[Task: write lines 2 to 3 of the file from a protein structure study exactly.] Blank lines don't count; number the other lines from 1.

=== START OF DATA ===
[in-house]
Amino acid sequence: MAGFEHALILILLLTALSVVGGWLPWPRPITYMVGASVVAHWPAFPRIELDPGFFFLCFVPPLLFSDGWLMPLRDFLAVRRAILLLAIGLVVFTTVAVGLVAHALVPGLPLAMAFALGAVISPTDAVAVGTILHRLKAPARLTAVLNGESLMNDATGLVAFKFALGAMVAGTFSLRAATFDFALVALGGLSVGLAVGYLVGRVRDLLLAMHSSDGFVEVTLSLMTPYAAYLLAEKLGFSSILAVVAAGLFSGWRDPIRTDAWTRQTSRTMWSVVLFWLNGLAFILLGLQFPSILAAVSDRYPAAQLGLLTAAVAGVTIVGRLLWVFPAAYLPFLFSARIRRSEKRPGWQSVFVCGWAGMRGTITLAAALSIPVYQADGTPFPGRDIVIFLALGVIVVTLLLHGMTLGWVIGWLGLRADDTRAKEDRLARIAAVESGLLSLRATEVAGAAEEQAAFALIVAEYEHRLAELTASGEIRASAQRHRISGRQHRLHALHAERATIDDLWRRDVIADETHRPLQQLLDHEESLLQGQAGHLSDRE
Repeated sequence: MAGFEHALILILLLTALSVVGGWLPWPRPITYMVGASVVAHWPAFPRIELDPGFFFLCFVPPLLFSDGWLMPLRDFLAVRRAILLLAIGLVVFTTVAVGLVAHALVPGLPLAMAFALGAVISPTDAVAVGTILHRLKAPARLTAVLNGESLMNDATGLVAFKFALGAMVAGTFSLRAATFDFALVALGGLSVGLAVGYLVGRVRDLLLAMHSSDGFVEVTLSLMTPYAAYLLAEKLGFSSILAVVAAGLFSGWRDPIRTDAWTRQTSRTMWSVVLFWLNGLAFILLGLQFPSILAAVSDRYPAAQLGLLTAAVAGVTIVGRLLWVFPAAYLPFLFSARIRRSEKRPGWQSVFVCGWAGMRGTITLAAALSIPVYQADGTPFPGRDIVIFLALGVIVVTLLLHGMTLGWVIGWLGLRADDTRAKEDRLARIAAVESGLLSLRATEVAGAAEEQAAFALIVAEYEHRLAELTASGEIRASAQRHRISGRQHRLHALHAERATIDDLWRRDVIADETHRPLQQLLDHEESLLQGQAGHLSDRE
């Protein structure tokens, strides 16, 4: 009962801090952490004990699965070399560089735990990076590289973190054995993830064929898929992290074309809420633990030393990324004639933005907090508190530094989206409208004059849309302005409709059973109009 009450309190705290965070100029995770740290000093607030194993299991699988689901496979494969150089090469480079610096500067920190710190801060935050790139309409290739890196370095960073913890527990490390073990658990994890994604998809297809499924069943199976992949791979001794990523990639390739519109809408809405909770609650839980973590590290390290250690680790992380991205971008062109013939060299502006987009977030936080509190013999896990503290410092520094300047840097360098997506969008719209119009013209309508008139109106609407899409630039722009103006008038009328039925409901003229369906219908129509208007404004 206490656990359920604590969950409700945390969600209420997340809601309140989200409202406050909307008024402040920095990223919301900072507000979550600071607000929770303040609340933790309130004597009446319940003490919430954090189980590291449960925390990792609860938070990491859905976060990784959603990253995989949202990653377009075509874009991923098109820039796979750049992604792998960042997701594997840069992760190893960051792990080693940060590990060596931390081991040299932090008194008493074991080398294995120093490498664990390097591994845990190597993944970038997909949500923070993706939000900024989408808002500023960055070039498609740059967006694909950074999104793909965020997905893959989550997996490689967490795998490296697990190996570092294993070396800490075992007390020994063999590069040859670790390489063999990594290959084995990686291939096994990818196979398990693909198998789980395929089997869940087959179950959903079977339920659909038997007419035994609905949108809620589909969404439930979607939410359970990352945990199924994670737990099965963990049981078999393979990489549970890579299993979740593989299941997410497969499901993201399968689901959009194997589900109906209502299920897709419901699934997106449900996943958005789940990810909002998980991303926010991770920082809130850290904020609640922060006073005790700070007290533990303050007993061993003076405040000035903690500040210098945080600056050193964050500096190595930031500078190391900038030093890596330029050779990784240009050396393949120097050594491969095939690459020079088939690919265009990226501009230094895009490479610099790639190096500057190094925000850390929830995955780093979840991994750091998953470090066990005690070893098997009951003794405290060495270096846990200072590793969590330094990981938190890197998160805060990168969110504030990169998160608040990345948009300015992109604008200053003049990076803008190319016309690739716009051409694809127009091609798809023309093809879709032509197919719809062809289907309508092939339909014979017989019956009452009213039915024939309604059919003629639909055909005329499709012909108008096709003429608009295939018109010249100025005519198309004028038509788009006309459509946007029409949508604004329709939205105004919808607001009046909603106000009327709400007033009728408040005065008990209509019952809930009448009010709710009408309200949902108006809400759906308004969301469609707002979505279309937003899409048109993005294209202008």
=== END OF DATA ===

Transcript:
Amino acid sequence: MAGFEHALILILLLTALSVVGGWLPWPRPITYMVGASVVAHWPAFPRIELDPGFFFLCFVPPLLFSDGWLMPLRDFLAVRRAILLLAIGLVVFTTVAVGLVAHALVPGLPLAMAFALGAVISPTDAVAVGTILHRLKAPARLTAVLNGESLMNDATGLVAFKFALGAMVAGTFSLRAATFDFALVALGGLSVGLAVGYLVGRVRDLLLAMHSSDGFVEVTLSLMTPYAAYLLAEKLGFSSILAVVAAGLFSGWRDPIRTDAWTRQTSRTMWSVVLFWLNGLAFILLGLQFPSILAAVSDRYPAAQLGLLTAAVAGVTIVGRLLWVFPAAYLPFLFSARIRRSEKRPGWQSVFVCGWAGMRGTITLAAALSIPVYQADGTPFPGRDIVIFLALGVIVVTLLLHGMTLGWVIGWLGLRADDTRAKEDRLARIAAVESGLLSLRATEVAGAAEEQAAFALIVAEYEHRLAELTASGEIRASAQRHRISGRQHRLHALHAERATIDDLWRRDVIADETHRPLQQLLDHEESLLQGQAGHLSDRE
Repeated sequence: MAGFEHALILILLLTALSVVGGWLPWPRPITYMVGASVVAHWPAFPRIELDPGFFFLCFVPPLLFSDGWLMPLRDFLAVRRAILLLAIGLVVFTTVAVGLVAHALVPGLPLAMAFALGAVISPTDAVAVGTILHRLKAPARLTAVLNGESLMNDATGLVAFKFALGAMVAGTFSLRAATFDFALVALGGLSVGLAVGYLVGRVRDLLLAMHSSDGFVEVTLSLMTPYAAYLLAEKLGFSSILAVVAAGLFSGWRDPIRTDAWTRQTSRTMWSVVLFWLNGLAFILLGLQFPSILAAVSDRYPAAQLGLLTAAVAGVTIVGRLLWVFPAAYLPFLFSARIRRSEKRPGWQSVFVCGWAGMRGTITLAAALSIPVYQADGTPFPGRDIVIFLALGVIVVTLLLHGMTLGWVIGWLGLRADDTRAKEDRLARIAAVESGLLSLRATEVAGAAEEQAAFALIVAEYEHRLAELTASGEIRASAQRHRISGRQHRLHALHAERATIDDLWRRDVIADETHRPLQQLLDHEESLLQGQAGHLSDRE